Literature Review On Religious Education

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Chapter 2 Chapter two (2) Literature Review Literature review is a critical and in depth evaluation of previous research. It is a summary and synopsis of a particular area of research, allowing anybody reading the paper to establish why you are pursuing this particular research program. A good literature review expands upon the reasons behind selecting a particular research question. (Shuttleworth, 2000). This chapter will be done in two sections, section one the independent variable which is Guided Discovery . The indicators for the Independent Variable are:  Field Trips  Observation  Research  Report Section two the dependent variable, Religious Education and its indicators are:  Morality  Character building  Spiritual  Diversity…show more content…
Enhancing the values identified within the National Curriculum, particularly valuing diversity and engaging in issues of truth, justice and trust 2. Exploring the influence of family, friends and media on moral choices and how society is influenced by beliefs, teachings, sacred texts and guidance from religious leaders 3. Considering what is of ultimate value to pupils and believers through studying the key beliefs and teachings from religion and philosophy about values and ethical codes of practice 4. Studying a range of ethical issues, including those that focus on justice, to promote racial and religious respect and personal integrity 5. Considering the importance of rights and responsibilities and developing a sense of conscience. Character building Religious education plays a significant part in promoting personal education which may help to build students character: 1. Developing confidence and responsibility and making the most of their abilities by learning about what is fair and unfair, right and wrong and being encouraged to share their…show more content…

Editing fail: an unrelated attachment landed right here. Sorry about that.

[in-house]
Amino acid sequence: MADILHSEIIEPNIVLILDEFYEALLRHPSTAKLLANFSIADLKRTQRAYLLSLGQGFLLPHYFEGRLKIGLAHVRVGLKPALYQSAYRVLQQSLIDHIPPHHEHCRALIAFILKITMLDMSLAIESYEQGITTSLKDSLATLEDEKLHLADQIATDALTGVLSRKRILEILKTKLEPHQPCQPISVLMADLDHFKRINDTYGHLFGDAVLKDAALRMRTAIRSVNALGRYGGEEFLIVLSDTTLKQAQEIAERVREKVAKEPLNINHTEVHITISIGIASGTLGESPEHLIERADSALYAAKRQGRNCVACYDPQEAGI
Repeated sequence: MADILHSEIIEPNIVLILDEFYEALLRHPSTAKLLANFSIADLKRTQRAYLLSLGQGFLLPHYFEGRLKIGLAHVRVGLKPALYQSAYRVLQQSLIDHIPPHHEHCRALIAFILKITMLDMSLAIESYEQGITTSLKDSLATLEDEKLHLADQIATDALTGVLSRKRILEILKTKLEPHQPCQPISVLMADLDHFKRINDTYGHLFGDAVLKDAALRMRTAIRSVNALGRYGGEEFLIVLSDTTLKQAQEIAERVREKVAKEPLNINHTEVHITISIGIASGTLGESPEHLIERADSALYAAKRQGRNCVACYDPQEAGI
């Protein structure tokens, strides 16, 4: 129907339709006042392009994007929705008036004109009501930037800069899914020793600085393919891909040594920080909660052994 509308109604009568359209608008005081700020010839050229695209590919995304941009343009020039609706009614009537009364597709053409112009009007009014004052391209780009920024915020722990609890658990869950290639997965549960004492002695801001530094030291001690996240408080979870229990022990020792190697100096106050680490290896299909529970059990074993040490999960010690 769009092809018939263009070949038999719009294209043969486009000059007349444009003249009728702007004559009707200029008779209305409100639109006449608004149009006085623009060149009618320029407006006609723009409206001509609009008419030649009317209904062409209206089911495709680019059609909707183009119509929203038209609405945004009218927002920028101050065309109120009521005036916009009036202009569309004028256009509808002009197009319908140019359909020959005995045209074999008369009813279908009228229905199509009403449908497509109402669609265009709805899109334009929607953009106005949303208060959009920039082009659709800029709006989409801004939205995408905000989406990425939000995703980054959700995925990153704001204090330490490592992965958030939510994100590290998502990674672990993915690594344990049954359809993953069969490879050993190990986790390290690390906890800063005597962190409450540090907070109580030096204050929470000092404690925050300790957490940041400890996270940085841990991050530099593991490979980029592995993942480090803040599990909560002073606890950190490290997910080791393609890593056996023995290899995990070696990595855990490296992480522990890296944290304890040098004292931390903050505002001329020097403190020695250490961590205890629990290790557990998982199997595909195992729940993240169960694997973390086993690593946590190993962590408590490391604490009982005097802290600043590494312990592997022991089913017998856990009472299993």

I have also observed that discovery learning has had considerable influence on today’s public education, particularly in math education. Bruner’s definition of “discovery” was not restricted to “the act of finding out something that before was unknown to mankind, but rather [included] all forms of obtaining knowledge for oneself by the use of one’s own mind” (J. S. Bruner, 1961, p. 22). He further stated that there are “powerful effects that come from permitting the student to put things together for himself, to be his own discoverer” (p. 22). Bruner described discovery learning as taking place in the hypothetical rather than the expository mode. In the expository mode “decisions concerning the mode and pace and style of exposition are principally determined by the teacher as expositor; the student is listener” (J. S. Bruner, 1961, p. 23). In the hypothetical mode, on the other hand, “the teacher and student are in a more cooperative position” (p. 23) in which the student, at times, plays the principle

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